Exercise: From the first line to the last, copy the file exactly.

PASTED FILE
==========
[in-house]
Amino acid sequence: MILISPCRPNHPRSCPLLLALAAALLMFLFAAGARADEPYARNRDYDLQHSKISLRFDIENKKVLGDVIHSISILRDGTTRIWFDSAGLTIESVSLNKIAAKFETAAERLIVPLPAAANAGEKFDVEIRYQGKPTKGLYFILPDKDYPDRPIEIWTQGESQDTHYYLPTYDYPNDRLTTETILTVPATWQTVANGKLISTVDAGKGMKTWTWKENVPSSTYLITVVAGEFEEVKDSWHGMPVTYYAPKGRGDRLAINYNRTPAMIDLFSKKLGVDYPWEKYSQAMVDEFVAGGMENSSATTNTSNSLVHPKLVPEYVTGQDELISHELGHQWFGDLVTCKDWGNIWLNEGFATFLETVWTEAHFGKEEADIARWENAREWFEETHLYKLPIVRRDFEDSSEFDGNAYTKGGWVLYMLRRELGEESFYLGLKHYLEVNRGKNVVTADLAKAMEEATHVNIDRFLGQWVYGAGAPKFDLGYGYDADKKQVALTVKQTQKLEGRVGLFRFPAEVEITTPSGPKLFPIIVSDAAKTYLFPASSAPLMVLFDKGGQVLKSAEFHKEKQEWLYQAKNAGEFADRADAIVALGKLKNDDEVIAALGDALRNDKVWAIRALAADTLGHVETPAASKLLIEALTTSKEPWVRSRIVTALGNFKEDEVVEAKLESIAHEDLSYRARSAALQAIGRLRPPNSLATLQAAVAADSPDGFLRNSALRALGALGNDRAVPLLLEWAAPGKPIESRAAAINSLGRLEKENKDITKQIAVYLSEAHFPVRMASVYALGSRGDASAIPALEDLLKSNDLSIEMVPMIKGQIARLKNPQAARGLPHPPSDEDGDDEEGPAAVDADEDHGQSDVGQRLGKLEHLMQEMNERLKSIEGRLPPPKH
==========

[in-house]
Amino acid sequence: MILISPCRPNHPRSCPLLLALAAALLMFLFAAGARADEPYARNRDYDLQHSKISLRFDIENKKVLGDVIHSISILRDGTTRIWFDSAGLTIESVSLNKIAAKFETAAERLIVPLPAAANAGEKFDVEIRYQGKPTKGLYFILPDKDYPDRPIEIWTQGESQDTHYYLPTYDYPNDRLTTETILTVPATWQTVANGKLISTVDAGKGMKTWTWKENVPSSTYLITVVAGEFEEVKDSWHGMPVTYYAPKGRGDRLAINYNRTPAMIDLFSKKLGVDYPWEKYSQAMVDEFVAGGMENSSATTNTSNSLVHPKLVPEYVTGQDELISHELGHQWFGDLVTCKDWGNIWLNEGFATFLETVWTEAHFGKEEADIARWENAREWFEETHLYKLPIVRRDFEDSSEFDGNAYTKGGWVLYMLRRELGEESFYLGLKHYLEVNRGKNVVTADLAKAMEEATHVNIDRFLGQWVYGAGAPKFDLGYGYDADKKQVALTVKQTQKLEGRVGLFRFPAEVEITTPSGPKLFPIIVSDAAKTYLFPASSAPLMVLFDKGGQVLKSAEFHKEKQEWLYQAKNAGEFADRADAIVALGKLKNDDEVIAALGDALRNDKVWAIRALAADTLGHVETPAASKLLIEALTTSKEPWVRSRIVTALGNFKEDEVVEAKLESIAHEDLSYRARSAALQAIGRLRPPNSLATLQAAVAADSPDGFLRNSALRALGALGNDRAVPLLLEWAAPGKPIESRAAAINSLGRLEKENKDITKQIAVYLSEAHFPVRMASVYALGSRGDASAIPALEDLLKSNDLSIEMVPMIKGQIARLKNPQAARGLPHPPSDEDGDDEEGPAAVDADEDHGQSDVGQRLGKLEHLMQEMNERLKSIEGRLPPPKH